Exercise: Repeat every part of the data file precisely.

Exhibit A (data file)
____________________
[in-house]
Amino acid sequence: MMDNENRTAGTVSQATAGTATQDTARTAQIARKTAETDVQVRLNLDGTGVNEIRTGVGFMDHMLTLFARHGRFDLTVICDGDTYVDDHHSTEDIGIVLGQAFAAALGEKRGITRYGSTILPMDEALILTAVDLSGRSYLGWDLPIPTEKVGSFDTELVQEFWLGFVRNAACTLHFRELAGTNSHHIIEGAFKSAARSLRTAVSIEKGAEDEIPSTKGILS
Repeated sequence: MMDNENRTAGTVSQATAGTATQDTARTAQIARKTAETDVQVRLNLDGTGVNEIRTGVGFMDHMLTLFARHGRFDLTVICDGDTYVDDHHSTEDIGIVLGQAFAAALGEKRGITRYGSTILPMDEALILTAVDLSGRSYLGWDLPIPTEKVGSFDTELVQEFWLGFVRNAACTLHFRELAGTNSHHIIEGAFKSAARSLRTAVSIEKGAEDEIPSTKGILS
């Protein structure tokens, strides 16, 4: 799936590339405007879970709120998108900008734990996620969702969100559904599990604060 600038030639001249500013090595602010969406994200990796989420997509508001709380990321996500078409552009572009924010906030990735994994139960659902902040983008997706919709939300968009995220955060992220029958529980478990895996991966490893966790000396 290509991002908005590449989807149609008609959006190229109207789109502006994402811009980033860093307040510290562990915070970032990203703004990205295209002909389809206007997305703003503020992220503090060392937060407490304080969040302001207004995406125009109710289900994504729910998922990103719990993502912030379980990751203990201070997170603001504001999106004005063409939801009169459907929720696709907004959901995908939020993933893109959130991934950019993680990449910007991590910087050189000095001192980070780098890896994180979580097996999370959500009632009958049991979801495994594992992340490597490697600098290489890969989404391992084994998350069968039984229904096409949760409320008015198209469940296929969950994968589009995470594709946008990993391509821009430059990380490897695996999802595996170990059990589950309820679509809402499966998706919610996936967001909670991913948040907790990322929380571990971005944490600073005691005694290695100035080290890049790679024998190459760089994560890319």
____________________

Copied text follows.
[in-house]
Amino acid sequence: MMDNENRTAGTVSQATAGTATQDTARTAQIARKTAETDVQVRLNLDGTGVNEIRTGVGFMDHMLTLFARHGRFDLTVICDGDTYVDDHHSTEDIGIVLGQAFAAALGEKRGITRYGSTILPMDEALILTAVDLSGRSYLGWDLPIPTEKVGSFDTELVQEFWLGFVRNAACTLHFRELAGTNSHHIIEGAFKSAARSLRTAVSIEKGAEDEIPSTKGILS
Repeated sequence: MMDNENRTAGTVSQATAGTATQDTARTAQIARKTAETDVQVRLNLDGTGVNEIRTGVGFMDHMLTLFARHGRFDLTVICDGDTYVDDHHSTEDIGIVLGQAFAAALGEKRGITRYGSTILPMDEALILTAVDLSGRSYLGWDLPIPTEKVGSFDTELVQEFWLGFVRNAACTLHFRELAGTNSHHIIEGAFKSAARSLRTAVSIEKGAEDEIPSTKGILS
């Protein structure tokens, strides 16, 4: 799936590339405007879970709120998108900008734990996620969702969100559904599990604060 600038030639001249500013090595602010969406994200990796989420997509508001709380990321996500078409552009572009924010906030990735994994139960659902902040983008997706919709939300968009995220955060992220029958529980478990895996991966490893966790000396 290509991002908005590449989807149609008609959006190229109207789109502006994402811009980033860093307040510290562990915070970032990203703004990205295209002909389809206007997305703003503020992220503090060392937060407490304080969040302001207004995406125009109710289900994504729910998922990103719990993502912030379980990751203990201070997170603001504001999106004005063409939801009169459907929720696709907004959901995908939020993933893109959130991934950019993680990449910007991590910087050189000095001192980070780098890896994180979580097996999370959500009632009958049991979801495994594992992340490597490697600098290489890969989404391992084994998350069968039984229904096409949760409320008015198209469940296929969950994968589009995470594709946008990993391509821009430059990380490897695996999802595996170990059990589950309820679509809402499966998706919610996936967001909670991913948040907790990322929380571990971005944490600073005691005694290695100035080290890049790679024998190459760089994560890319």